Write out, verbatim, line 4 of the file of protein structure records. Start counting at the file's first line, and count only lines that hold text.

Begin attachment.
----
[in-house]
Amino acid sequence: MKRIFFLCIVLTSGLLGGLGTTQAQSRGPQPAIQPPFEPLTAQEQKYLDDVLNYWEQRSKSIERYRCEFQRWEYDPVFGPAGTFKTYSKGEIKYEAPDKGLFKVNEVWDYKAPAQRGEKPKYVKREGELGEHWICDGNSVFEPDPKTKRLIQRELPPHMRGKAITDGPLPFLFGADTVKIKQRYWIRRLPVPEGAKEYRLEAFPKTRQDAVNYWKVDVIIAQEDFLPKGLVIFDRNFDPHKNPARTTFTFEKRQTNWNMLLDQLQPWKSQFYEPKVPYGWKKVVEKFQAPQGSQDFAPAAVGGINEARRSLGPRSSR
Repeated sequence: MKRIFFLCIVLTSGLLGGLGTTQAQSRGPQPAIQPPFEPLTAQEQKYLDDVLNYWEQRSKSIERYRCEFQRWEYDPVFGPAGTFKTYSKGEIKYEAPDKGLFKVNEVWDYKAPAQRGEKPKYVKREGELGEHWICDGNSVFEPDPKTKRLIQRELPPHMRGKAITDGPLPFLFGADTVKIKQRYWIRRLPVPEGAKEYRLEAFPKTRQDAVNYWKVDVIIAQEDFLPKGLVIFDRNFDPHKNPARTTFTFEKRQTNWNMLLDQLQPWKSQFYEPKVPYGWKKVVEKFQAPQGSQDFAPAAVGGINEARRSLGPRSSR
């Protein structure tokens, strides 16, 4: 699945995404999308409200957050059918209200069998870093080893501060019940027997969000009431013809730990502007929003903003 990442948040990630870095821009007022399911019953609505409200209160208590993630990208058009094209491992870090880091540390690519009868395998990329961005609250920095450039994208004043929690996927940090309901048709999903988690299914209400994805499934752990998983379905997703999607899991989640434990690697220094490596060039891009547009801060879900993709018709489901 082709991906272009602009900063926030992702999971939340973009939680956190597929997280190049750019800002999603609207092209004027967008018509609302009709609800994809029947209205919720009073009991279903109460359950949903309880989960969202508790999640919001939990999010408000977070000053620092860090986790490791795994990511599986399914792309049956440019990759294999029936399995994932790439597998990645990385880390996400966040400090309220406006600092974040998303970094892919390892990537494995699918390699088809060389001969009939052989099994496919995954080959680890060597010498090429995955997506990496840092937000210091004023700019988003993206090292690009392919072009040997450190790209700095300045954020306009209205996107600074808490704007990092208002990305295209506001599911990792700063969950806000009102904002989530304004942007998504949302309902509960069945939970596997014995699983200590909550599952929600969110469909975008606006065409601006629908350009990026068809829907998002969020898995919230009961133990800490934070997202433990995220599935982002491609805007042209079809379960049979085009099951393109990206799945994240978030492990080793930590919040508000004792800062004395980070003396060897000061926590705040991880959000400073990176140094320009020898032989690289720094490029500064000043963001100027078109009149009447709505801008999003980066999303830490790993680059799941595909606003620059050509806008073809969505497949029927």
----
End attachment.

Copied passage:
């Protein structure tokens, strides 16, 4: 699945995404999308409200957050059918209200069998870093080893501060019940027997969000009431013809730990502007929003903003 990442948040990630870095821009007022399911019953609505409200209160208590993630990208058009094209491992870090880091540390690519009868395998990329961005609250920095450039994208004043929690996927940090309901048709999903988690299914209400994805499934752990998983379905997703999607899991989640434990690697220094490596060039891009547009801060879900993709018709489901 082709991906272009602009900063926030992702999971939340973009939680956190597929997280190049750019800002999603609207092209004027967008018509609302009709609800994809029947209205919720009073009991279903109460359950949903309880989960969202508790999640919001939990999010408000977070000053620092860090986790490791795994990511599986399914792309049956440019990759294999029936399995994932790439597998990645990385880390996400966040400090309220406006600092974040998303970094892919390892990537494995699918390699088809060389001969009939052989099994496919995954080959680890060597010498090429995955997506990496840092937000210091004023700019988003993206090292690009392919072009040997450190790209700095300045954020306009209205996107600074808490704007990092208002990305295209506001599911990792700063969950806000009102904002989530304004942007998504949302309902509960069945939970596997014995699983200590909550599952929600969110469909975008606006065409601006629908350009990026068809829907998002969020898995919230009961133990800490934070997202433990995220599935982002491609805007042209079809379960049979085009099951393109990206799945994240978030492990080793930590919040508000004792800062004395980070003396060897000061926590705040991880959000400073990176140094320009020898032989690289720094490029500064000043963001100027078109009149009447709505801008999003980066999303830490790993680059799941595909606003620059050509806008073809969505497949029927």